Surely it is wrong for government to only be responsive to corporate interests and ignore the concerns of the people it is supposed to represent. The market is great at making some things more efficient, cheaper and as a system for deciding what to invest in. However it is not perfect and sometimes we need human beings to make decisions about what works. With a such a government as the Uk has suffered recently, in perhaps supporting luxury residential development and pricing key workers out of towns and by decreasing safety for poorer people living nearby. Less scarily, it is happy to save a few quid now and allow building inefficient buildings and their subsequent productivity effects on the businesses within them. Isn’t is just crazy not to put air conditioning into a building and cover the roof with solar panels to power the air-conditioning, which will provide the power just when it is required. Such obvious solutions are not favoured by the UK planning system with arbitrary points based decisions making. Trivially I grew up with dreadful British showers and it has taken plumbers from outside the UK to come in, shake their heads and install nice showers for us to wash in, it’s like no one ever thought through the installation of showers. There seems no interest in developing solutions, rather allow the population to be used to being ignored and put up with crumbling housing, transport networks, inefficient healthcare and schools.

Hopefully, the tragedy of Grenfell tower will serve as a beacon for change, for greater democratic accountability, where people raising concerns will not be slammed as troublemakers, but actually listened to.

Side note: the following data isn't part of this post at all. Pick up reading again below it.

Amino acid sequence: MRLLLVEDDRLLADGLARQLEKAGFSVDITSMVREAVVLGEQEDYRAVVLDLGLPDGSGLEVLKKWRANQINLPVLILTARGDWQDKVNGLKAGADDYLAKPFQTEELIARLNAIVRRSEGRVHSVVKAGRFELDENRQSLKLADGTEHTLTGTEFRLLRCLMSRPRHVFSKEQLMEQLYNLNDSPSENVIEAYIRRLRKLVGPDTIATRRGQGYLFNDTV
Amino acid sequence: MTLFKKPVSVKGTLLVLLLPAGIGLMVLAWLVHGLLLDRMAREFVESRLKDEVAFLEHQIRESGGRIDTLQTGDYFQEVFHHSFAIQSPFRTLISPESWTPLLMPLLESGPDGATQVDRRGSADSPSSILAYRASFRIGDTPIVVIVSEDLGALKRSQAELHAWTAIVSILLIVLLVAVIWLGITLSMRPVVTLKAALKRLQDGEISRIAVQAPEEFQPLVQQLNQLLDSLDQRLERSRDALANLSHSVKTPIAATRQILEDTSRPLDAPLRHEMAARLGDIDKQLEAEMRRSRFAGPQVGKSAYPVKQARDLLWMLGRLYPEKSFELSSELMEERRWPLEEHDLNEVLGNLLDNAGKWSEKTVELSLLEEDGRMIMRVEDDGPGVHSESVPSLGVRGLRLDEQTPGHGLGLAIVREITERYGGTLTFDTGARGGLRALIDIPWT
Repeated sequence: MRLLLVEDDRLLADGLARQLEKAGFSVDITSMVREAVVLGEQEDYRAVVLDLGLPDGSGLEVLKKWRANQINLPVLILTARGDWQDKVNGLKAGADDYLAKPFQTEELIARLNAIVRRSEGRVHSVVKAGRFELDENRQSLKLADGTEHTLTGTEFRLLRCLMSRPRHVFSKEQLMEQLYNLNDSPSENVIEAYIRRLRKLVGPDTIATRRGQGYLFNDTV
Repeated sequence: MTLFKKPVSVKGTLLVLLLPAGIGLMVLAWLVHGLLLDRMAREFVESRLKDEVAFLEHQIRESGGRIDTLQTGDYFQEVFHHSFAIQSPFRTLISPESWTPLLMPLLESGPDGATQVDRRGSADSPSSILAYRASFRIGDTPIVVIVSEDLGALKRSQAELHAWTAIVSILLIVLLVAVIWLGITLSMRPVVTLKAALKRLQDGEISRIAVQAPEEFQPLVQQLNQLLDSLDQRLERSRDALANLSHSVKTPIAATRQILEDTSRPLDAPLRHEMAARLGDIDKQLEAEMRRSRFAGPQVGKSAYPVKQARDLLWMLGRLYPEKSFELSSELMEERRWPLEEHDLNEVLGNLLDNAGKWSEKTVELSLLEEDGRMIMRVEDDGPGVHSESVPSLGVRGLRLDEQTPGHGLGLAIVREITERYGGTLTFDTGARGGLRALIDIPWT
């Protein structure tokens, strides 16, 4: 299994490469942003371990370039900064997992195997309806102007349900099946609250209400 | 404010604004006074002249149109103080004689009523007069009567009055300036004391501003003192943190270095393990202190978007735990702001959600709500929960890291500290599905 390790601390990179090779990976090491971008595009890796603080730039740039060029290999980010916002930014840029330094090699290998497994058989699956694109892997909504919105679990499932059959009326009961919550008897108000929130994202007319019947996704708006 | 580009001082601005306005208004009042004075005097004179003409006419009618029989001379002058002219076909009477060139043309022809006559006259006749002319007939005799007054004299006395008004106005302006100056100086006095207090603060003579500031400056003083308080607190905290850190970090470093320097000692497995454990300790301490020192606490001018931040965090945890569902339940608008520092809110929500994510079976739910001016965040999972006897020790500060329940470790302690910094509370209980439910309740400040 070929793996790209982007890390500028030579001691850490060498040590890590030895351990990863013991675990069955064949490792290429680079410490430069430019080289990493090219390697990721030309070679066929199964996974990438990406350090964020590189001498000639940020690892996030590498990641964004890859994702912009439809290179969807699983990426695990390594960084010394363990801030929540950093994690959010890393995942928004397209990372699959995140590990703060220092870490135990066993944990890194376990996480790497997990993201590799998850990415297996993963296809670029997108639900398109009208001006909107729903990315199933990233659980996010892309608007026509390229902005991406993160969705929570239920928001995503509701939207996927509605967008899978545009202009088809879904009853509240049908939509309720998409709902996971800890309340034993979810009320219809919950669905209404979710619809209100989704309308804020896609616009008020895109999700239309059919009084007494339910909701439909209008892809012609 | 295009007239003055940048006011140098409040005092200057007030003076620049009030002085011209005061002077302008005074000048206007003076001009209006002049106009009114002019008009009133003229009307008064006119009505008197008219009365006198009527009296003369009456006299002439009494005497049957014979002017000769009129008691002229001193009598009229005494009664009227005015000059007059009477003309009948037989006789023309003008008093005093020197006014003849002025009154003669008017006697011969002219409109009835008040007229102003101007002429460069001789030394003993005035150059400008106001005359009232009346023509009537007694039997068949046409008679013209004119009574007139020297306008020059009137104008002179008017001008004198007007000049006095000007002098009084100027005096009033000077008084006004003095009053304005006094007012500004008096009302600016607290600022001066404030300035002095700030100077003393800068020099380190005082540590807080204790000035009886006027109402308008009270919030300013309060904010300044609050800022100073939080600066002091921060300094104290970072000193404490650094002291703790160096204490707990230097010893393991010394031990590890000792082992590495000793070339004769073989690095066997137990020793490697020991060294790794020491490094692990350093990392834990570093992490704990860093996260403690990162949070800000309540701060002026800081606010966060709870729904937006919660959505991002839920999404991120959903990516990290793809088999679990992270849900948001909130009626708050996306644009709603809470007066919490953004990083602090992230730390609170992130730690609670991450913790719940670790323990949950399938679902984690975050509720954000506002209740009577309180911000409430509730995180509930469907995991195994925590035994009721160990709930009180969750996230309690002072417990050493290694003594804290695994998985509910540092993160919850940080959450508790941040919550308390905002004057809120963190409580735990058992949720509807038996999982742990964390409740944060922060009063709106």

In the recent UK general election, we got an unexpected result. This was due to younger people turning out to vote in greater numbers. However there are suggestions that it was not merely that younger people tend to vote for left wing parties, nor that this time more of them actually voted, but that they voted for Corbyn’s Labour party in huge numbers. This suggests that the disparity in voting intention between generations was the greatest it has ever been.

I believe that the reason for this was about how different generations receive their news. Younger people tend to use social media on the internet more. I heard about the Grenfell tragedy through social media. Older people perhaps use traditional mainstream media more: newspapers and television stations. The issue in the UK is that the majority of the traditional print media is biased towards the Conservative party and television coverage has this right wing bias. So it is arguable that the older generation don’t hear about the real problems with the planning system and only hear a superficial story about leftist trouble makers. Whereas social media does tend to be left wing in its focus. If this theory holds, then there is hope for the future, that practical solutions are implemented rather than a slavish adherence to a single political creed.